Rhombus is more specific because rhombi are a subset of parallelograms, meaning all rhombi are parallelograms, but not all parallelograms are rhombi. Rhombus is a parallelogram with all equal sides.(4 votes)

- could a iscoseles triangle be a quadrillateral(0 votes)
- No. A triangle has 3 sides, a quadrilateral has 4 sides. Thus, it is impossible for a triangle to be a quadrilateral.(3 votes)

- Just a quick question that's been on my mind:

Is it possible for any trapezoid to have the pair of parallel sides having equal length? If it did, it would be considered a square, right? But is a square considered a trapezoid? :/(3 votes)- No. By definition trapezoids will always have only one pair of parallel sides. Having a trapezoid with two parallel sides of equal length would give you two pairs of parallel sides, which would be considered a rectangle instead of a trapezoid. A square will also always have two pairs of parallel sides, and thus cannot be a trapezoid.(3 votes)

## Video transcript

What is the type of
this quadrilateral? Be as specific as possible
with the given data. So it clearly is
a quadrilateral. We have four sides here. And we see that we have two
pairs of parallel sides. Or we could also say there are
two pairs of congruent sides here as well. This side is parallel and
congruent to this side. This side is parallel and
congruent to that side. So we're dealing
with a parallelogram. Let's do more of these. So here it looks like
a same type of scenario we just saw in the last one. We have two pairs of
parallel and congruent sides, but all the sides aren't
equal to each other. If they're all
equal to each other, we'd be dealing with a rhombus. But here, they're not
all equal to each other. This side is congruent
to the side opposite. This side is congruent
to the side opposite. That's another parallelogram. Now this is interesting. We have two pairs of sides that
are parallel to each other, but now all the sides
have an equal length. So this would be
a parallelogram. And it is a
parallelogram, but they're saying to be as specific as
possible with the given data. So saying it's a
rhombus would be more specific than saying
it's a parallelogram. This does satisfy
the constraints for being a parallelogram,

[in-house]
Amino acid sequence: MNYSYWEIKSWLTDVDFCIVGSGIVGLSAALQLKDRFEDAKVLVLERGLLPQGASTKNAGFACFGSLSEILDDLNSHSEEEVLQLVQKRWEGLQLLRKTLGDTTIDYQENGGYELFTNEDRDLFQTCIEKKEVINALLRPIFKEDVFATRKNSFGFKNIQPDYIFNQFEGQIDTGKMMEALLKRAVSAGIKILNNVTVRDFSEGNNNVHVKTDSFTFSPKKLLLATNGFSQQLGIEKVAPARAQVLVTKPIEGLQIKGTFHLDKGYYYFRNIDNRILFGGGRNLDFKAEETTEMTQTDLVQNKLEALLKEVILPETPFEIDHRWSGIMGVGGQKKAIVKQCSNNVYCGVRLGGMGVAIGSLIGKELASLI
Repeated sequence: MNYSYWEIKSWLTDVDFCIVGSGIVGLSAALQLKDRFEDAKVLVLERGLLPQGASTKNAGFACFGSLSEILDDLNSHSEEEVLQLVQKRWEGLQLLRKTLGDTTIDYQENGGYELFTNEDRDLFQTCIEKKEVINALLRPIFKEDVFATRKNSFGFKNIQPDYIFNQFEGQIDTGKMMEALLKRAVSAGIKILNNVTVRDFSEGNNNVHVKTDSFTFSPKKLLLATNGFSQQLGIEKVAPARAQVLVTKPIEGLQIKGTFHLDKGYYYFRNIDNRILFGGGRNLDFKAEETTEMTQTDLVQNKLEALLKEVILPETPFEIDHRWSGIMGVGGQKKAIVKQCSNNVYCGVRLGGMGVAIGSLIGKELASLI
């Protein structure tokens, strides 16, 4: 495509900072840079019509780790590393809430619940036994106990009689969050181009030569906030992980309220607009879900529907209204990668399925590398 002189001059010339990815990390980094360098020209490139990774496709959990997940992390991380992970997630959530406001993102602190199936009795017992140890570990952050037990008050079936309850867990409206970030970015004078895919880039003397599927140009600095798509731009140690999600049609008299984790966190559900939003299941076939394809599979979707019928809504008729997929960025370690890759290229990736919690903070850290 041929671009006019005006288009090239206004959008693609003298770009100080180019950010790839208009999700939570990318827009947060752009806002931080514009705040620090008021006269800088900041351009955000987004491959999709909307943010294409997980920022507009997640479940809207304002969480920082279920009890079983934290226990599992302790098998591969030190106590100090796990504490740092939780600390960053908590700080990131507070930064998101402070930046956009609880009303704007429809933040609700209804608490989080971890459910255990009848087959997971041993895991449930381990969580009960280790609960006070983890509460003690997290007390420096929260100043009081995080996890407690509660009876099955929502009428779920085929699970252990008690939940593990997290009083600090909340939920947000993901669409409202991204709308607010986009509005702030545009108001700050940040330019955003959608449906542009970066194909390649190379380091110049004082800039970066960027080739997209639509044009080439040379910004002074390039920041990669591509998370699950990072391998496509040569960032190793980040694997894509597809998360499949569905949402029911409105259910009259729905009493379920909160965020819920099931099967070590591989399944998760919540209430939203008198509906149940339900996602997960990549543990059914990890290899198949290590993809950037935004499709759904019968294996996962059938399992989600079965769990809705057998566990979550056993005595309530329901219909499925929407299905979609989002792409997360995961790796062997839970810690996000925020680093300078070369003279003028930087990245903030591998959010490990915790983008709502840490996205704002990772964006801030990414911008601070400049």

but saying it's a rhombus tells us even more. Not every parallelogram
is a rhombus, but every rhombus
is a parallelogram. Here, they have the sides are
parallel to the side opposite and all of the sides are equal. Let's do a few more of these. What is the type of
this quadrilateral? Be as specific as possible
with the given data . So we have two pairs of
sides that are parallel, or I should say one pair. We have a pair of sides
that are parallel. And then we have another
pair of sides that are not. So this is a trapezoid. But then they have
two choices here. They have trapezoid and
isosceles trapezoid. Now an isosceles
trapezoid is a trapezoid where the two non-parallel
sides have the same length, just like an isosceles
triangle, you have two sides have the same length. Well we could see these two
non-parallel sides do not have the same length. So this is not an
isosceles trapezoid. If they did have the
same length, then we would pick that
because that would be more specific
than just trapezoid. But this case right over here,
this is just a trapezoid. Let's do one more of these. What is the type of
this quadrilateral? Well we could say
it's a parallelogram because all of the
sides are parallel. But if we wanted to
be more specific, you could also see that
all the sides are the same. So you could say it's
a rhombus, but you could get even more
specific than that. You notice that
all the sides are intersecting at right angles. So this is-- if we wanted to be
as specific as possible-- this is a square. Let me check the answer. Got it right.